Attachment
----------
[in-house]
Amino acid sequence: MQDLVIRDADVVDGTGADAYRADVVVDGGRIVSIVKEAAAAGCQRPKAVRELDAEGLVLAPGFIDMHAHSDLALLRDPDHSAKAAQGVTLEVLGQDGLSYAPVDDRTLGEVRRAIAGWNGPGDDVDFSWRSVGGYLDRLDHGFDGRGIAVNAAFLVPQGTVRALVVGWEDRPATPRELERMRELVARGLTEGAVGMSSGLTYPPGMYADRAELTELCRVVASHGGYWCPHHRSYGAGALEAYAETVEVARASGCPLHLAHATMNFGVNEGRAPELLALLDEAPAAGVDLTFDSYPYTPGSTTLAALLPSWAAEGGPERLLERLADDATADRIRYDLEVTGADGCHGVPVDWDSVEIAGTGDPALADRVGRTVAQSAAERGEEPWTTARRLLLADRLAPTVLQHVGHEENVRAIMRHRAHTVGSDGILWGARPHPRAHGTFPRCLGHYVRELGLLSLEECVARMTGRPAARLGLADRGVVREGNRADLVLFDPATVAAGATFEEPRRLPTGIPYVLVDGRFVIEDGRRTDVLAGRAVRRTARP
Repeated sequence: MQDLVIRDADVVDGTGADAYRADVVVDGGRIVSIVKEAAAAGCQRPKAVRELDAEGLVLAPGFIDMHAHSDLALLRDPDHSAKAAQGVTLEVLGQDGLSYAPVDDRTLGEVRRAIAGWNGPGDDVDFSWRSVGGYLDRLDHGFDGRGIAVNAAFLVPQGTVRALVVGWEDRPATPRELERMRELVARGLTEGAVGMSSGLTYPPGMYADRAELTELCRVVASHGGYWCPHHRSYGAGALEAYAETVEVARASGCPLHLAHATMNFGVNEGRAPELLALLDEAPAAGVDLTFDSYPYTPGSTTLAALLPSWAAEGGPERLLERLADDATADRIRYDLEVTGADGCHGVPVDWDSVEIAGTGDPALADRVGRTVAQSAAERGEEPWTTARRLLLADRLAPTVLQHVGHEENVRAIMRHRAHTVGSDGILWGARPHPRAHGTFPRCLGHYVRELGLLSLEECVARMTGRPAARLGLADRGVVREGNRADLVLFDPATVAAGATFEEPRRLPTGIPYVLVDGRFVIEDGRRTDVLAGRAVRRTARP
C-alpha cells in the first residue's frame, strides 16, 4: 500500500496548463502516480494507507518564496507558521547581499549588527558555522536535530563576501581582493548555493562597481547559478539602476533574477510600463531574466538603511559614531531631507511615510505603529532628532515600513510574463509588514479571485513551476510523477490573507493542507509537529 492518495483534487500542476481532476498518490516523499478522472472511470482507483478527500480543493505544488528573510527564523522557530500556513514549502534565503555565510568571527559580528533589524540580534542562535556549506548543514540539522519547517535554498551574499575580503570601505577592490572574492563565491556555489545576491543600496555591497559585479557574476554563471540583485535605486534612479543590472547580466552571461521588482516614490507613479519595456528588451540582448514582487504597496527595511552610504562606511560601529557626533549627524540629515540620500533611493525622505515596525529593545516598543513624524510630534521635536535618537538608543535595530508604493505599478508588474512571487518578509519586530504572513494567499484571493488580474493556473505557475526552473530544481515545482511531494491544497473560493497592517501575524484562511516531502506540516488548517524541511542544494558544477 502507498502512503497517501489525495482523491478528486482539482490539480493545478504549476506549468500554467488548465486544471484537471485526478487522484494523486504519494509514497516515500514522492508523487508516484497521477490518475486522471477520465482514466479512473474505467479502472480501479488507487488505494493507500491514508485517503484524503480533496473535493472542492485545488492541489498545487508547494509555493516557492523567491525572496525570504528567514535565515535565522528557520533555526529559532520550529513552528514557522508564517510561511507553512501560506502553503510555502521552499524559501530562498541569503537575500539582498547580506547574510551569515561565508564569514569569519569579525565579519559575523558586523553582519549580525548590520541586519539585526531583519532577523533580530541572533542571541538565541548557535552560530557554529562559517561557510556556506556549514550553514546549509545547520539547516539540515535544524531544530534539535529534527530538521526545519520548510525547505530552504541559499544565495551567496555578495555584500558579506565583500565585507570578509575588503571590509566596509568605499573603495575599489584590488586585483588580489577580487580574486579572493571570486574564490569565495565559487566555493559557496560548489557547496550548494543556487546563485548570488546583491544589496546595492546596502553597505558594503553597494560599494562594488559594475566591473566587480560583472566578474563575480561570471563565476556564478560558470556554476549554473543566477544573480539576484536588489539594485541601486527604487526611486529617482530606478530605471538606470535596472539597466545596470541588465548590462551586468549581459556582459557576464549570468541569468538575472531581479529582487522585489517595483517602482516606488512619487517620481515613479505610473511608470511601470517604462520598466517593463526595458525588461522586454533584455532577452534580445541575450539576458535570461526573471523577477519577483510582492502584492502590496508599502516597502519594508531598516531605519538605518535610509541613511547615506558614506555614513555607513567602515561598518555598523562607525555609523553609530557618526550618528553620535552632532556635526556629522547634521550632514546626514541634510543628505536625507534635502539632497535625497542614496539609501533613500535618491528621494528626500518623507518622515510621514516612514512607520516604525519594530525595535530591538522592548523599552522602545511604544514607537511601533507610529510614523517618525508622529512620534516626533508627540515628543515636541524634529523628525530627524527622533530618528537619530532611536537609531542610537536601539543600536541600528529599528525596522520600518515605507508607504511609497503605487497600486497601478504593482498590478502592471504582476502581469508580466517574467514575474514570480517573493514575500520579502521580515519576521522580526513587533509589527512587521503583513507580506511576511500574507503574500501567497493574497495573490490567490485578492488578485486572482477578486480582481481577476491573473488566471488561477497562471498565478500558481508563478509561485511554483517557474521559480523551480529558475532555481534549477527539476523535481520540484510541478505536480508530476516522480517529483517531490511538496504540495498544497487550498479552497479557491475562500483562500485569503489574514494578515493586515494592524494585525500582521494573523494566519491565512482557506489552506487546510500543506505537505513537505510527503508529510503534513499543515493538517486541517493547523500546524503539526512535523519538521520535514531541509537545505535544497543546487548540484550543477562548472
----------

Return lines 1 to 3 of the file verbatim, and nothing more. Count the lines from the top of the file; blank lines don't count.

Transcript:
[in-house]
Amino acid sequence: MQDLVIRDADVVDGTGADAYRADVVVDGGRIVSIVKEAAAAGCQRPKAVRELDAEGLVLAPGFIDMHAHSDLALLRDPDHSAKAAQGVTLEVLGQDGLSYAPVDDRTLGEVRRAIAGWNGPGDDVDFSWRSVGGYLDRLDHGFDGRGIAVNAAFLVPQGTVRALVVGWEDRPATPRELERMRELVARGLTEGAVGMSSGLTYPPGMYADRAELTELCRVVASHGGYWCPHHRSYGAGALEAYAETVEVARASGCPLHLAHATMNFGVNEGRAPELLALLDEAPAAGVDLTFDSYPYTPGSTTLAALLPSWAAEGGPERLLERLADDATADRIRYDLEVTGADGCHGVPVDWDSVEIAGTGDPALADRVGRTVAQSAAERGEEPWTTARRLLLADRLAPTVLQHVGHEENVRAIMRHRAHTVGSDGILWGARPHPRAHGTFPRCLGHYVRELGLLSLEECVARMTGRPAARLGLADRGVVREGNRADLVLFDPATVAAGATFEEPRRLPTGIPYVLVDGRFVIEDGRRTDVLAGRAVRRTARP
Repeated sequence: MQDLVIRDADVVDGTGADAYRADVVVDGGRIVSIVKEAAAAGCQRPKAVRELDAEGLVLAPGFIDMHAHSDLALLRDPDHSAKAAQGVTLEVLGQDGLSYAPVDDRTLGEVRRAIAGWNGPGDDVDFSWRSVGGYLDRLDHGFDGRGIAVNAAFLVPQGTVRALVVGWEDRPATPRELERMRELVARGLTEGAVGMSSGLTYPPGMYADRAELTELCRVVASHGGYWCPHHRSYGAGALEAYAETVEVARASGCPLHLAHATMNFGVNEGRAPELLALLDEAPAAGVDLTFDSYPYTPGSTTLAALLPSWAAEGGPERLLERLADDATADRIRYDLEVTGADGCHGVPVDWDSVEIAGTGDPALADRVGRTVAQSAAERGEEPWTTARRLLLADRLAPTVLQHVGHEENVRAIMRHRAHTVGSDGILWGARPHPRAHGTFPRCLGHYVRELGLLSLEECVARMTGRPAARLGLADRGVVREGNRADLVLFDPATVAAGATFEEPRRLPTGIPYVLVDGRFVIEDGRRTDVLAGRAVRRTARP